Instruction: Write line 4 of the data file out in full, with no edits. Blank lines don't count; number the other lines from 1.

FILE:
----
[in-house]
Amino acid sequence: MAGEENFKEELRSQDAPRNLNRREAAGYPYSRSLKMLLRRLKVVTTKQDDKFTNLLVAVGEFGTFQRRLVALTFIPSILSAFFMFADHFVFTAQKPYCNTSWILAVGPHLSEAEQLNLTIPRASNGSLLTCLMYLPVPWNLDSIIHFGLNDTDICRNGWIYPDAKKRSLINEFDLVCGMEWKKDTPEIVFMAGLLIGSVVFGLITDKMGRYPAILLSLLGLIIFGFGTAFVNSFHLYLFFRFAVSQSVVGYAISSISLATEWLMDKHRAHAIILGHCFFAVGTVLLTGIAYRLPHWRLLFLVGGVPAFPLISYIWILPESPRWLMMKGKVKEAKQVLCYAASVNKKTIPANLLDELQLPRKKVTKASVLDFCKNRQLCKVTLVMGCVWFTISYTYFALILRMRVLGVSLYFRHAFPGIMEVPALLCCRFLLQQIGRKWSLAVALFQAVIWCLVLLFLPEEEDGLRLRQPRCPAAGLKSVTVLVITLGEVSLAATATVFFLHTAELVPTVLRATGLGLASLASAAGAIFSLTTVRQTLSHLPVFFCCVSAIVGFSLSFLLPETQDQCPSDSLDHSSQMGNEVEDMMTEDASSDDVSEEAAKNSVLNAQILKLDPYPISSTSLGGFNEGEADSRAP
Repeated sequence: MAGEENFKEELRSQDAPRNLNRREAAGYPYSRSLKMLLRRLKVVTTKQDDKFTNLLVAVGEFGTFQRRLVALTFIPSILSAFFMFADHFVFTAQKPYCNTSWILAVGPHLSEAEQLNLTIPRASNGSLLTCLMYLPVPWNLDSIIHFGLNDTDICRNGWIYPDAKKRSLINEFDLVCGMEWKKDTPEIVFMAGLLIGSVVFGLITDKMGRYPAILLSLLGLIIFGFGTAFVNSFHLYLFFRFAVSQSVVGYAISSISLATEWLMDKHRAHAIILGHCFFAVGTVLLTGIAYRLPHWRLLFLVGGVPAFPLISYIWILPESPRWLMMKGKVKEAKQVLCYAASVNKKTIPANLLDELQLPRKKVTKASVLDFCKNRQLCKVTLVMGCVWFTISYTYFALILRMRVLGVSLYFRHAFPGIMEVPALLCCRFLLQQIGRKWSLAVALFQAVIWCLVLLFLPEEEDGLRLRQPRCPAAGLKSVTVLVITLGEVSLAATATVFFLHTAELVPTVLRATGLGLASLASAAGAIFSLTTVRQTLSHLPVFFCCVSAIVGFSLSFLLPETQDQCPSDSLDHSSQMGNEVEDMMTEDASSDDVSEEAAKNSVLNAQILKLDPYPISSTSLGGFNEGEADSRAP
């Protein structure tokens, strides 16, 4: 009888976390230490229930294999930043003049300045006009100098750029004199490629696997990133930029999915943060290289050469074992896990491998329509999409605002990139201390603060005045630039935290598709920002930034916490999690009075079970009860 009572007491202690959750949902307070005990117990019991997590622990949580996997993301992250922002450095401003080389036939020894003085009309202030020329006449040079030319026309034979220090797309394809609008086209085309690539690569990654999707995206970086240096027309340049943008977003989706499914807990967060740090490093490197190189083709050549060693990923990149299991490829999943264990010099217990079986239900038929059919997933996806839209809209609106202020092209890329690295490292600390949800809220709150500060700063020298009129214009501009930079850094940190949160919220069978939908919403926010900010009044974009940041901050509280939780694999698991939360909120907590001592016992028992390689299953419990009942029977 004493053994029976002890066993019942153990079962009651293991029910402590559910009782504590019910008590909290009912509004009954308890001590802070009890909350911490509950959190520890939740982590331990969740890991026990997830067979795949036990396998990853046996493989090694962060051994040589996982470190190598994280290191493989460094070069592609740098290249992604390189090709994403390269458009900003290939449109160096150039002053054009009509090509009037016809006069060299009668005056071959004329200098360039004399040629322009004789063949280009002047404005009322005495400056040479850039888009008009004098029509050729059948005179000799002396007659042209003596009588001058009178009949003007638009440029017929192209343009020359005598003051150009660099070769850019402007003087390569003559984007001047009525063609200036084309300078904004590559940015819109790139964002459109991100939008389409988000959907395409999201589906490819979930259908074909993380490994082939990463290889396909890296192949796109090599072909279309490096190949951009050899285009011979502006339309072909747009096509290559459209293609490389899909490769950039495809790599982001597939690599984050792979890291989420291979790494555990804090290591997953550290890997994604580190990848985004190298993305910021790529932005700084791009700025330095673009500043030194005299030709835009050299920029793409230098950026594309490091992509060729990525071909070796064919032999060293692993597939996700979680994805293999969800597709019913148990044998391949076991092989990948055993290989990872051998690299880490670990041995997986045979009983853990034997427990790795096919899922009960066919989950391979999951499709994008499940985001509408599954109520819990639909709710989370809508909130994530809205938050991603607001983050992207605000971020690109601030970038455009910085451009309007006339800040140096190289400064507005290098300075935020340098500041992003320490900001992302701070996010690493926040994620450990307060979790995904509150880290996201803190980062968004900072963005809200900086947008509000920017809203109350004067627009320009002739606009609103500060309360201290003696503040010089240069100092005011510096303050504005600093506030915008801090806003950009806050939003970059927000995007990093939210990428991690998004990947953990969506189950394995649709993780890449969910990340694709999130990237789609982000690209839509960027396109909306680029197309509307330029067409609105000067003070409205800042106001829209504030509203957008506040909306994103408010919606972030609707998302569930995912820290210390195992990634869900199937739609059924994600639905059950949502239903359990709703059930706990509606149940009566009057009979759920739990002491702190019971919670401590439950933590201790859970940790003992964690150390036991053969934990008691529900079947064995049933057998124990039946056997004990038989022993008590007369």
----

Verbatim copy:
């Protein structure tokens, strides 16, 4: 009888976390230490229930294999930043003049300045006009100098750029004199490629696997990133930029999915943060290289050469074992896990491998329509999409605002990139201390603060005045630039935290598709920002930034916490999690009075079970009860 009572007491202690959750949902307070005990117990019991997590622990949580996997993301992250922002450095401003080389036939020894003085009309202030020329006449040079030319026309034979220090797309394809609008086209085309690539690569990654999707995206970086240096027309340049943008977003989706499914807990967060740090490093490197190189083709050549060693990923990149299991490829999943264990010099217990079986239900038929059919997933996806839209809209609106202020092209890329690295490292600390949800809220709150500060700063020298009129214009501009930079850094940190949160919220069978939908919403926010900010009044974009940041901050509280939780694999698991939360909120907590001592016992028992390689299953419990009942029977 004493053994029976002890066993019942153990079962009651293991029910402590559910009782504590019910008590909290009912509004009954308890001590802070009890909350911490509950959190520890939740982590331990969740890991026990997830067979795949036990396998990853046996493989090694962060051994040589996982470190190598994280290191493989460094070069592609740098290249992604390189090709994403390269458009900003290939449109160096150039002053054009009509090509009037016809006069060299009668005056071959004329200098360039004399040629322009004789063949280009002047404005009322005495400056040479850039888009008009004098029509050729059948005179000799002396007659042209003596009588001058009178009949003007638009440029017929192209343009020359005598003051150009660099070769850019402007003087390569003559984007001047009525063609200036084309300078904004590559940015819109790139964002459109991100939008389409988000959907395409999201589906490819979930259908074909993380490994082939990463290889396909890296192949796109090599072909279309490096190949951009050899285009011979502006339309072909747009096509290559459209293609490389899909490769950039495809790599982001597939690599984050792979890291989420291979790494555990804090290591997953550290890997994604580190990848985004190298993305910021790529932005700084791009700025330095673009500043030194005299030709835009050299920029793409230098950026594309490091992509060729990525071909070796064919032999060293692993597939996700979680994805293999969800597709019913148990044998391949076991092989990948055993290989990872051998690299880490670990041995997986045979009983853990034997427990790795096919899922009960066919989950391979999951499709994008499940985001509408599954109520819990639909709710989370809508909130994530809205938050991603607001983050992207605000971020690109601030970038455009910085451009309007006339800040140096190289400064507005290098300075935020340098500041992003320490900001992302701070996010690493926040994620450990307060979790995904509150880290996201803190980062968004900072963005809200900086947008509000920017809203109350004067627009320009002739606009609103500060309360201290003696503040010089240069100092005011510096303050504005600093506030915008801090806003950009806050939003970059927000995007990093939210990428991690998004990947953990969506189950394995649709993780890449969910990340694709999130990237789609982000690209839509960027396109909306680029197309509307330029067409609105000067003070409205800042106001829209504030509203957008506040909306994103408010919606972030609707998302569930995912820290210390195992990634869900199937739609059924994600639905059950949502239903359990709703059930706990509606149940009566009057009979759920739990002491702190019971919670401590439950933590201790859970940790003992964690150390036991053969934990008691529900079947064995049933057998124990039946056997004990038989022993008590007369």